Resources for journal editors

Resources Journal Editors

What do editors do?

Biomedical journal editors are recruited, hired, sign contracts and get paid. But what do they actually do?  How does an Editor in Chief learn how to do their job effectively?  What are the metrics that measure improvement?  The Resources for Editors webpage was developed by editors for editors, as a resource for all current and prospective journal editors. 

One of the best examples of the roles and responsibilities of a biomedical journal editor is on The BMJ website.  Click on the link below to see more detail on each of the topics below. 

  • Overview
  • Ambassadorship
  • Strategy and Budget
  • Editorial Board
  • Ethical Duties and Responsibilities 
  • Publication Team
  • Complaints and Concerns

COPE is the Committee on Publication Ethics. New editors should get familiar with the COPE website and guidelines. Experienced editors follow COPE guidelines when investigating expressions of concern for a potential retraction. COPE helps editors determine difference between honest error, naivety of the rules, or blatant misconduct.

  • Visit ICJME for Roles and Responsibilities of Authors, Contributors, Reviewers, Editors, Publisher, and Owners:
    • Defining the role of authors and contributors
    • Disclosure of financial and non-financial relationships and activities, and conflicts of interest
    • Responsibilities in the submission and peer review process  
    • Journal owners, society leaders, and editorial freedom 
    • Protection of research participants 

What are paper mills?

Paper mills, defined by COPE are organisations that prepare manuscripts and seek to sell them. In some cases, they sell the authorship before publication, they then handle the submission and the peer review process. Other organisations sell the authorship after the manuscript has been accepted for publication in a legitimate scientific journal. When this scenario occurs, the organisation includes the author or authors who bought the authorship on the list of named authors, which amounts to a (sometimes total) change in authorship.  

COPE: Potential Paper Mills and what to do about them. A publishers perspective: 

Publishers use tools and software such as iThenticate to spot plagiarism, self plagiarism and paper mill generated papers.  See: Checking for plagiarism and paper mills with Content Review.

Retraction Watch is a database of retracted papers managed by the Center for Scientific Integrity. The mission of the Center for Scientific Integrity, is to promote transparency and integrity in science and scientific publishing, and to disseminate best practices and increase efficiency in science.See: Revealed: The inner workings of a paper mill

The Scholarly Kitchen is the official blog of the Society of Scholarly Publishing. See: Guest Post — Addressing Paper Mills and a Way Forward for Journal Security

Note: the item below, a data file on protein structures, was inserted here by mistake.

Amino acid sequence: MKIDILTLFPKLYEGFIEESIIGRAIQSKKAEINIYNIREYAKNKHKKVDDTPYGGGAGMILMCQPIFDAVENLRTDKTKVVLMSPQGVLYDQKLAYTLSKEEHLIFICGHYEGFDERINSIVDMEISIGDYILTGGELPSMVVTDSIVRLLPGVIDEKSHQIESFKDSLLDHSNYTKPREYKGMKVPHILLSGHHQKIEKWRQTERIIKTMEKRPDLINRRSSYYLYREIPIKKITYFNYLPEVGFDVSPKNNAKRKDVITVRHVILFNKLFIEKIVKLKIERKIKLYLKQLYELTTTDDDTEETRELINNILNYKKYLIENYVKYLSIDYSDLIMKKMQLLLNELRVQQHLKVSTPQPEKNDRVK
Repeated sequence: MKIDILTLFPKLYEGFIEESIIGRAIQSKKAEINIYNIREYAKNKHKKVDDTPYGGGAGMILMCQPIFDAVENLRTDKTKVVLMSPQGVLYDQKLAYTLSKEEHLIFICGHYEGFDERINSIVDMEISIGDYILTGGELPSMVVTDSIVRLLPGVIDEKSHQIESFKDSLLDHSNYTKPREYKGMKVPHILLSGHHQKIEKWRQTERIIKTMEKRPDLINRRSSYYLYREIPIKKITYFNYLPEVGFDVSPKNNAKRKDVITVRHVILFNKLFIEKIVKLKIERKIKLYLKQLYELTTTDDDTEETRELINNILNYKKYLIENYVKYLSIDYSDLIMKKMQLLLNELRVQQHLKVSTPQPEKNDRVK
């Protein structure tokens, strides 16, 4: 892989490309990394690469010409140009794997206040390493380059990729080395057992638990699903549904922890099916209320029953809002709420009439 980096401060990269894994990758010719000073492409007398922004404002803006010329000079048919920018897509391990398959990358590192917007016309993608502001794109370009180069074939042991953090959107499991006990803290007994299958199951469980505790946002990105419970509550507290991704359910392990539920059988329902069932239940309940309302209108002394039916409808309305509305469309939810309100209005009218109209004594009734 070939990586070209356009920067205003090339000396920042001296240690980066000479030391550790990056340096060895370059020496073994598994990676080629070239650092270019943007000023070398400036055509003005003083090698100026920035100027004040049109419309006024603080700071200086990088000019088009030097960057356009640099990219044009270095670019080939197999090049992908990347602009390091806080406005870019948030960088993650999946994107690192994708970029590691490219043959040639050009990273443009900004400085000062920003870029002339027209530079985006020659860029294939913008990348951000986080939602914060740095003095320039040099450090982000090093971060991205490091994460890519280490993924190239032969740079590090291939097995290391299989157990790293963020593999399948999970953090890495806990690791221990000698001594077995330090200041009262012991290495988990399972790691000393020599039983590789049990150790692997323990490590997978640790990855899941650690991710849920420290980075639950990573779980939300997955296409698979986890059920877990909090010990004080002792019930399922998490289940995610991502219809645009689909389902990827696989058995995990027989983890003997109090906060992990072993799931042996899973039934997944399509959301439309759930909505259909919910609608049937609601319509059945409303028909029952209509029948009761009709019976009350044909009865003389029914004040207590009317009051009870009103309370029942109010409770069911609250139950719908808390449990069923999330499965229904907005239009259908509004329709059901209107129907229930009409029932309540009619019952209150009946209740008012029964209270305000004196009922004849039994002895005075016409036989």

Where are paper mills located? See: Candal-Pedreira C, Ross J S, Ruano-Ravina A, Egilman D S, Fernández E, Pérez-Ríos M et al. Retracted papers originating from paper mills: cross sectional study BMJ 2022; 379 :e071517 doi:10.1136/bmj-2022-071517 

Authorship criteria: Who should be listed on a paper?

Authorship confers credit and has important academic, social, and financial implications. Authorship also implies responsibility and accountability for published work.

The ICMJE recommends that authorship be based on the following 4 criteria:

  • Substantial contributions to the conception or design of the work; or the acquisition, analysis, or interpretation of data for the work; AND
  • Drafting the work or revising it critically for important intellectual content; AND
  • Final approval of the version to be published; AND
  • Agreement to be accountable for all aspects of the work in ensuring that questions related to the accuracy or integrity of any part of the work are appropriately investigated and resolved.

In addition to being accountable for the parts of the work he or she has done, an author should be able to identify which co-authors are responsible for specific other parts of the work. In addition, authors should have confidence in the integrity of the contributions of their co-authors.  For more information on authorship, see the ICMJE guidelines on authorship:

What if I have an ethical problem?

  • COPE Members can bring specific (anonymized) publication ethics issues to the COPE Forum for discussion and advice. More than 650 cases are archived on the COPE website.  Topics include:
    • Allegations of misconduct 
    • Authorship and Contributorship
    • Conflicts of Interest/Competing Interest
    • Complaints and Appeals
    • Data and reproducability 
    • Ethical oversight
    • Intellectual property 
    • Journal Management
    • Peer review process
    • Post Publication discussions and corrections